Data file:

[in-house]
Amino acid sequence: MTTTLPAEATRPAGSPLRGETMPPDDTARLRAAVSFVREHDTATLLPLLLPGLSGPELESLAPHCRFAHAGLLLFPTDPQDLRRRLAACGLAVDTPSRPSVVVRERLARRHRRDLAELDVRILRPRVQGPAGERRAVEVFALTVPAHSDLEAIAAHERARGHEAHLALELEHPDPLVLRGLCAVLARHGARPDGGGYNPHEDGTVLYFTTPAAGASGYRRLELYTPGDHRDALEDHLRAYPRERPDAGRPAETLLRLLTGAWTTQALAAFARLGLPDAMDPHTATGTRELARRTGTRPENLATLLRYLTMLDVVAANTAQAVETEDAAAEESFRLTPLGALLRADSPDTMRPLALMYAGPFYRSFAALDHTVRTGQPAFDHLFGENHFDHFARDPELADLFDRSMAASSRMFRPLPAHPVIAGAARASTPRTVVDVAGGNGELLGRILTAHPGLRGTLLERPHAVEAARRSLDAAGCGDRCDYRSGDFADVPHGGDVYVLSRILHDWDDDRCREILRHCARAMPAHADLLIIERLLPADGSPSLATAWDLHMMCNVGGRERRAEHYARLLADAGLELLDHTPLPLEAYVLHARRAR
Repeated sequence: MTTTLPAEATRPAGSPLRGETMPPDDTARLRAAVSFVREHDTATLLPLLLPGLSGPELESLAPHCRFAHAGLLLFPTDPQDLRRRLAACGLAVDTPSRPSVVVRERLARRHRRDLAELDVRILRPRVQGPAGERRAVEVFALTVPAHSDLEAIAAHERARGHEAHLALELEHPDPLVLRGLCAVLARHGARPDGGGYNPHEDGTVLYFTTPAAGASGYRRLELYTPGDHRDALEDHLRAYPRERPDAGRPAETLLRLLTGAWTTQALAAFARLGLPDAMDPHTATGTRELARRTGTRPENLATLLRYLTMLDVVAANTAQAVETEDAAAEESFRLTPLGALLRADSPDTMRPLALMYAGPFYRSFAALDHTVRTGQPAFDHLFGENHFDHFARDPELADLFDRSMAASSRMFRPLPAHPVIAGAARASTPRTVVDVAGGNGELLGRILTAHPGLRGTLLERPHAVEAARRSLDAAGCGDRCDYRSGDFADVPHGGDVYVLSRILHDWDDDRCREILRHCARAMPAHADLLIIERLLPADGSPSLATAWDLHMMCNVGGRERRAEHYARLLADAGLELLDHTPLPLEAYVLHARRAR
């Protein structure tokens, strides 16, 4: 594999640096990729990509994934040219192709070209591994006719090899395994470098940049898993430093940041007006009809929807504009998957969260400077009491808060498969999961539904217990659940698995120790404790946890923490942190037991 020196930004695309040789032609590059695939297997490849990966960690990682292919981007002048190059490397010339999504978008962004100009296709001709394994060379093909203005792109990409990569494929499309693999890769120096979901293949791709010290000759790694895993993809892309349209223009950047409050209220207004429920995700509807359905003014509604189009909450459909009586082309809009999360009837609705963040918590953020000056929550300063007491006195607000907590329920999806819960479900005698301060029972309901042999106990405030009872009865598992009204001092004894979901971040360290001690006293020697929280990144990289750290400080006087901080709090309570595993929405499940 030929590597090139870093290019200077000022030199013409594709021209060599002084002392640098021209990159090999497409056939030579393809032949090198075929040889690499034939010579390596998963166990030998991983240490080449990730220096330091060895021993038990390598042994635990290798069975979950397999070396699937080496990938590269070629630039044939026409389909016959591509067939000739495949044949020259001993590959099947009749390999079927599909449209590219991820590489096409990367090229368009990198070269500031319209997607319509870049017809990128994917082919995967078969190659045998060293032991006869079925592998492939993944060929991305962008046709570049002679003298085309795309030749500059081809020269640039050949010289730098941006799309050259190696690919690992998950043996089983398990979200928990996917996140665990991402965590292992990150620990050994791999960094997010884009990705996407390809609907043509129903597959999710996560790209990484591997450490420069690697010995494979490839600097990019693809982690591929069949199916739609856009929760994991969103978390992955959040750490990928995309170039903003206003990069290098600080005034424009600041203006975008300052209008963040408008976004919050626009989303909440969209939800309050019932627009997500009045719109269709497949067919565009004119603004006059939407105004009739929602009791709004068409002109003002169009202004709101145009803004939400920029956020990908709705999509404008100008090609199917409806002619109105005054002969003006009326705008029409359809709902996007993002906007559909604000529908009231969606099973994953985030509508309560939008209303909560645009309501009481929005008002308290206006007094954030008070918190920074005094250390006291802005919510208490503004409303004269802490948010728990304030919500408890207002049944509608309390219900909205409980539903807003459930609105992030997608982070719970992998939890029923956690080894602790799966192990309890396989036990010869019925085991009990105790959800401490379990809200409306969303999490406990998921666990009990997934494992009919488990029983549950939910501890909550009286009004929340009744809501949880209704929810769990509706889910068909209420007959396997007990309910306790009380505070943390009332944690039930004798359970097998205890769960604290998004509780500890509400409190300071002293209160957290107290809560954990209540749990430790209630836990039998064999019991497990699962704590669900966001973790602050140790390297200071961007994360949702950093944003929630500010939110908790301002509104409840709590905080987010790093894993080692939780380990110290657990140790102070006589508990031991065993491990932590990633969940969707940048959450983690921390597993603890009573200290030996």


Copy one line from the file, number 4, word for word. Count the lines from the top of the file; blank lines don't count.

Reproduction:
């Protein structure tokens, strides 16, 4: 594999640096990729990509994934040219192709070209591994006719090899395994470098940049898993430093940041007006009809929807504009998957969260400077009491808060498969999961539904217990659940698995120790404790946890923490942190037991 020196930004695309040789032609590059695939297997490849990966960690990682292919981007002048190059490397010339999504978008962004100009296709001709394994060379093909203005792109990409990569494929499309693999890769120096979901293949791709010290000759790694895993993809892309349209223009950047409050209220207004429920995700509807359905003014509604189009909450459909009586082309809009999360009837609705963040918590953020000056929550300063007491006195607000907590329920999806819960479900005698301060029972309901042999106990405030009872009865598992009204001092004894979901971040360290001690006293020697929280990144990289750290400080006087901080709090309570595993929405499940 030929590597090139870093290019200077000022030199013409594709021209060599002084002392640098021209990159090999497409056939030579393809032949090198075929040889690499034939010579390596998963166990030998991983240490080449990730220096330091060895021993038990390598042994635990290798069975979950397999070396699937080496990938590269070629630039044939026409389909016959591509067939000739495949044949020259001993590959099947009749390999079927599909449209590219991820590489096409990367090229368009990198070269500031319209997607319509870049017809990128994917082919995967078969190659045998060293032991006869079925592998492939993944060929991305962008046709570049002679003298085309795309030749500059081809020269640039050949010289730098941006799309050259190696690919690992998950043996089983398990979200928990996917996140665990991402965590292992990150620990050994791999960094997010884009990705996407390809609907043509129903597959999710996560790209990484591997450490420069690697010995494979490839600097990019693809982690591929069949199916739609856009929760994991969103978390992955959040750490990928995309170039903003206003990069290098600080005034424009600041203006975008300052209008963040408008976004919050626009989303909440969209939800309050019932627009997500009045719109269709497949067919565009004119603004006059939407105004009739929602009791709004068409002109003002169009202004709101145009803004939400920029956020990908709705999509404008100008090609199917409806002619109105005054002969003006009326705008029409359809709902996007993002906007559909604000529908009231969606099973994953985030509508309560939008209303909560645009309501009481929005008002308290206006007094954030008070918190920074005094250390006291802005919510208490503004409303004269802490948010728990304030919500408890207002049944509608309390219900909205409980539903807003459930609105992030997608982070719970992998939890029923956690080894602790799966192990309890396989036990010869019925085991009990105790959800401490379990809200409306969303999490406990998921666990009990997934494992009919488990029983549950939910501890909550009286009004929340009744809501949880209704929810769990509706889910068909209420007959396997007990309910306790009380505070943390009332944690039930004798359970097998205890769960604290998004509780500890509400409190300071002293209160957290107290809560954990209540749990430790209630836990039998064999019991497990699962704590669900966001973790602050140790390297200071961007994360949702950093944003929630500010939110908790301002509104409840709590905080987010790093894993080692939780380990110290657990140790102070006589508990031991065993491990932590990633969940969707940048959450983690921390597993603890009573200290030996």